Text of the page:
ICBI UPDATE ON THE ROAD TO THE CURE - New Insights into Parkinson’s Disease · Parkinson's Resource Organization

ICBI UPDATE ON THE ROAD TO THE CURE - New Insights into Parkinson’s Disease

Category: Road to the Cure

A protein known as the Triggering Receptor Expressed on Myeloid cells 2 (TREM2) is a member of the innate immune receptor of the TREM family. TREM2 manifests on activated macrophages [a type of white blood cell, of the immune system, that engulfs and digests cellular debris, foreign substances, microbes, cancer cells, and anything else that does not have the type of proteins specific to healthy body cells on its surface].  It also manifests on immature dendritic cells [messengers between the innate and the adaptive immune systems]; osteoclasts [a large multinucleate bone cell that absorbs bone tissue during growth and healing]; and microglia {scavengers in the central nervous system]. The TREM2 function is to suppress inflammation while at the same time promote tissue repair through the removal of dying cells and clearance of toxic protein aggregates. Loss of function of TREM2 due to mutations in the gene leads to neurodegeneration.

In particular, the TREM2 mutation R47H has been independently identified by two different research groups as a genetic risk factor for late-onset Alzheimer’s disease. Jonson et al [NEJM, 368, 107 (2013)] used whole-genome sequencing data obtained from 2261 Icelandic individuals to identify variants likely to affect protein function. Upon imputation of these variants into a series of late-onset Alzheimer patients and controls using genome-wide association data, they showed that the R47H mutant conferred a significant, three-fold risk of the late-onset Alzheimer’s. They replicated this association across additional Alzheimer controls from Europe and the US. Additionally, independent whole-genome sequencing in Alzheimer patients by Guerreiro et al [JAMA Neurology, 70, 78 (2013)] further confirmed that Alzheimer patients have an increased burden of mutant TREM2 compared to normal controls. This study reported higher odds of the late-onset Alzheimer’s by ~4.5 fold.  Together these studies unequivocally implicated TREM2 R47H in Alzheimer’s risk; however, its role in other neurodegenerative diseases has yet to be studied.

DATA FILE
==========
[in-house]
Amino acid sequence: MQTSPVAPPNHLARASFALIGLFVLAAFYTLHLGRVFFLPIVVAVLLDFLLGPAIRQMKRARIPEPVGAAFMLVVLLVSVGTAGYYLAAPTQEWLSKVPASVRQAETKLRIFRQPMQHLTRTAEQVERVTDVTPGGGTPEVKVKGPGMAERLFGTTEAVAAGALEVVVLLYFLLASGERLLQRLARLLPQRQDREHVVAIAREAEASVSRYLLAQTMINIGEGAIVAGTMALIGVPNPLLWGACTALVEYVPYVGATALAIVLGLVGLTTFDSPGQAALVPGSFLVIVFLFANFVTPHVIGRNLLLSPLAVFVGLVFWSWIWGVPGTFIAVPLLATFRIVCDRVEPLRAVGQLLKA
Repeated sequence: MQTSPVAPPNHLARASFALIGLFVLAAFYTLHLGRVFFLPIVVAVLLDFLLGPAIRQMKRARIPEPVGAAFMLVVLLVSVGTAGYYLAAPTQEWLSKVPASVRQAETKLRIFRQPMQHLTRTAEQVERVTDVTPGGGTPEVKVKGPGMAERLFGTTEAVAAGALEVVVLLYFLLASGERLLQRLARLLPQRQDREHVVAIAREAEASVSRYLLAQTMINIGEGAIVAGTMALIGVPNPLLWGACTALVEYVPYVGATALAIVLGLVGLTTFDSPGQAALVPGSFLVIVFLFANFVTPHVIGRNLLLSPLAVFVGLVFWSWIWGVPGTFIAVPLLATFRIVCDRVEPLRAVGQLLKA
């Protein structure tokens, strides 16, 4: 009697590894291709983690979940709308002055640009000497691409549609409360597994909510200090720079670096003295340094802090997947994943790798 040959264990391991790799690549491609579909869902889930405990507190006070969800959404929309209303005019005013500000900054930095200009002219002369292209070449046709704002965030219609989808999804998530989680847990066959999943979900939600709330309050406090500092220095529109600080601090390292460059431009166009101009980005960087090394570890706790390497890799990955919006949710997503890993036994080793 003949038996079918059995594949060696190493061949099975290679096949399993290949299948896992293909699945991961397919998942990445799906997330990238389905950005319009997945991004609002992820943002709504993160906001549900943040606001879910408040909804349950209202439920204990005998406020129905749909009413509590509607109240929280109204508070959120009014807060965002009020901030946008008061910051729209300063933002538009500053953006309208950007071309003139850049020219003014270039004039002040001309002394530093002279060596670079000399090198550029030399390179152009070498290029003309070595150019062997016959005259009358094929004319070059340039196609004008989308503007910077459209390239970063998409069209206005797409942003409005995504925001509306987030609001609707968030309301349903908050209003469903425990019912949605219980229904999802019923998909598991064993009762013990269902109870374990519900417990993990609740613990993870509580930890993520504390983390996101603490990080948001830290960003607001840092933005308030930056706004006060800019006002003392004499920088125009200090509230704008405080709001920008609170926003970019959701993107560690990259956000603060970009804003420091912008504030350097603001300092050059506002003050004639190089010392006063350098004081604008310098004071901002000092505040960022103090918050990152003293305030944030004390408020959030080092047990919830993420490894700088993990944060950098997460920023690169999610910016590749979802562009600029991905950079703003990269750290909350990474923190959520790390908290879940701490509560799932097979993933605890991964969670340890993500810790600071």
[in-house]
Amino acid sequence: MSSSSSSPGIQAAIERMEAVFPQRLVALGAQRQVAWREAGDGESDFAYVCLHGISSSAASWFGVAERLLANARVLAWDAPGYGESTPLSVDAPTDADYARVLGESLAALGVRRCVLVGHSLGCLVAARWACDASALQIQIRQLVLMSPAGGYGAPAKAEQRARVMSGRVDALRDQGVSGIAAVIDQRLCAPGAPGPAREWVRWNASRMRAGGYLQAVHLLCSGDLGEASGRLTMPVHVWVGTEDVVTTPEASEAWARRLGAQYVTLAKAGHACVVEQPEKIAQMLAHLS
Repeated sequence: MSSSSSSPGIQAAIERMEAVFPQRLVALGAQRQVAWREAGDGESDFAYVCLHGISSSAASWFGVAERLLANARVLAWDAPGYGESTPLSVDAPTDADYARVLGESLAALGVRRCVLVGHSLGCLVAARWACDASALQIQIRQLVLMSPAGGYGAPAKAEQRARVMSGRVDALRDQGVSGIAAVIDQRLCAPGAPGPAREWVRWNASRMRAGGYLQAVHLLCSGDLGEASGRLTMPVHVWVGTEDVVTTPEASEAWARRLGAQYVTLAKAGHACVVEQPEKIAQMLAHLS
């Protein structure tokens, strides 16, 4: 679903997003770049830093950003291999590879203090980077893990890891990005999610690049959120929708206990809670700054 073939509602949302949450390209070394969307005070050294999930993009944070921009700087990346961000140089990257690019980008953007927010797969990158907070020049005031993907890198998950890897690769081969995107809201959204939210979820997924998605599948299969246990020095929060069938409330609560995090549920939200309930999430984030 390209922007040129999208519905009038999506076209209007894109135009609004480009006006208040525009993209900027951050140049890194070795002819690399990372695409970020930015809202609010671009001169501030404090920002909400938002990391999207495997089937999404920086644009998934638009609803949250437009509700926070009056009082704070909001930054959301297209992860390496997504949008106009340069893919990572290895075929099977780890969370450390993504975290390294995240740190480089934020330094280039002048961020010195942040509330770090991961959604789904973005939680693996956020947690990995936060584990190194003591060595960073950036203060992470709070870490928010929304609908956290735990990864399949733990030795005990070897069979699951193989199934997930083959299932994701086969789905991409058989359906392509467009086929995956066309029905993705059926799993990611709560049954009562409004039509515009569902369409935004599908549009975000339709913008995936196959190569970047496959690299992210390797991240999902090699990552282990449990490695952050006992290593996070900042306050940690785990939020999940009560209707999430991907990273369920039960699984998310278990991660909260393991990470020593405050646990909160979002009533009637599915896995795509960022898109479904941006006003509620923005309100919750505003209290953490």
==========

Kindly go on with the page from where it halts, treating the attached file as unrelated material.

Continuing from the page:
Role of R47H Mutant TREM2 in PD - According to the study reported by Sruti Rayaprolu, et al.,  North American Parkinson’s patients had a three-fold higher prevalence of mutant TREM2 gene than the normal control [Molecular Neurodegeneration, 8, 19 (2013)]. Irish and Polish Parkinson’s patients had similar statistics of the R47H variant in TREM2 in the etiology of Parkinson’s. Thus, mutant TREM2 is implicated in Parkinson’s disease.

What Does This Information Mean? – The majority of patients, to halt and reverse Parkinson’s disease, need treatment with drugs that not only clear the toxic proteins from the brain but also nullify the effect of mutant TREM2 for providing maximum health benefits. THE GOOD NEWS is that ICBII has developed the technology of a blood-brain barrier permeable SMART Molecule that will target alpha-synuclein toxic protein clumps and mutant TREM2 in the central nervous system. The Company is very excited to start developing and manufacturing this potentially revolutionary drug to halt and reverse Parkinson’s. 

WOULD YOU LIKE TO HELP get these drugs to market faster? The joy of being a part of this historical event can be had by helping ICBI find the funds to bring these trials to fruition through your investing, including your IRA, and by finding others with the financial ability and humanitarian mindset to accomplish the - until now - impossible. Please contact Jo Rosen at Parkinson’s Resource Organization 760-773-5628 or jorosen@Parkinsonsresource.org or by contacting ICBI directly through their website http://icbii.com/ or by phone 858-455-9880.

IMAGINE the world without Parkinson’s, MSA or Alzheimer’s disease. JUST IMAGINE.

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Updated: August 16, 2017